Today’s Gospel is taken from the very middle of the seventeen chapters that make up Mark’s Gospel, and today’s reading holds the key to the question of why Mark wrote his Gospel.
Mark’s Gospel is different from the others in that while the other three were written sixty years after Jesus lived, Mark personally knew Jesus. He was a player in the Passion story. He was the young man wrapped in a sheet who followed the soldiers who took Jesus from the Garden of Gethsemane. When the soldiers snatched at him Mark dropped the sheet, and ran home in his birthday suit. Mark later accompanied St. Paul on Paul’s first missionary journey, then, becoming home sick, he deserted and went back to his mother.
In the years that followed Mark was deeply hurt by people saying that a man crucified as a rebel could not be the Messiah. It determined him to write the story of Jesus in a way that would show how his sufferings were something wonderful.
Up to then no one had ever written a Gospel, so Mark had to find his own way. What he decided on doing was to break the life story of Jesus into two equal parts. The first half would be a long account of all the things by which his disciples came to be convinced that Jesus was the Savior. (In his first eight and a half chapters Mark gave stories of Jesus curing people with incurable ailments. He described how Jesus drove out devils, and how the devils called him the Son of God. One by one he noted how Jesus fulfilled all the prophesies made about the Messiah .)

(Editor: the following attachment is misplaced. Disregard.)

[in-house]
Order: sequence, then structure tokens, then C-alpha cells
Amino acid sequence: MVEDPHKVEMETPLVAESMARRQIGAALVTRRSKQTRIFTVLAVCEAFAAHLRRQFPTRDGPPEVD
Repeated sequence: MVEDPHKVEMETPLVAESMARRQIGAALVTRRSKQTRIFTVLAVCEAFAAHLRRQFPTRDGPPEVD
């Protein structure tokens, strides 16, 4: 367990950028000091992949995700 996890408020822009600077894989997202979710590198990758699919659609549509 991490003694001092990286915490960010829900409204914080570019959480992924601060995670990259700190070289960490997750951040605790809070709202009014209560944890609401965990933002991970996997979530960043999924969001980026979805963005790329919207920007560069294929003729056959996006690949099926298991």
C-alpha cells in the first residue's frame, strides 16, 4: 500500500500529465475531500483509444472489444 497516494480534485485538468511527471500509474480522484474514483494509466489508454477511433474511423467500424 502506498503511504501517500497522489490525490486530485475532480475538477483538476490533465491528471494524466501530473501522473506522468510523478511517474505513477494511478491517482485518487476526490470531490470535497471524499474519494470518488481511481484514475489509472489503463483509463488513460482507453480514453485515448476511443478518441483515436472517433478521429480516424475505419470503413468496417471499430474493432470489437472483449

Coming to Chapter Eight, the middle chapter in his Gospel, Mark finished off that first half by telling how Jesus fed five thousand with five loaves, and how he gave sight to a man born blind. Then, in the middle of that middle chapter, Jesus asked the disciples who did they say he was. Peter speaking for them all, said “You are the Christ,” or the Messiah.
In verses that were the hinge on which his Gospel turned, Mark quoted Jesus as telling us that not only was he the Savior, but that it was by his suffering and death that he would save us. That suffering and death, which others saw as an obstacle to greatness were really his glory. He would win not by conquering, but by being unconquerable. He would emerge in glory from the ignominy of the cross.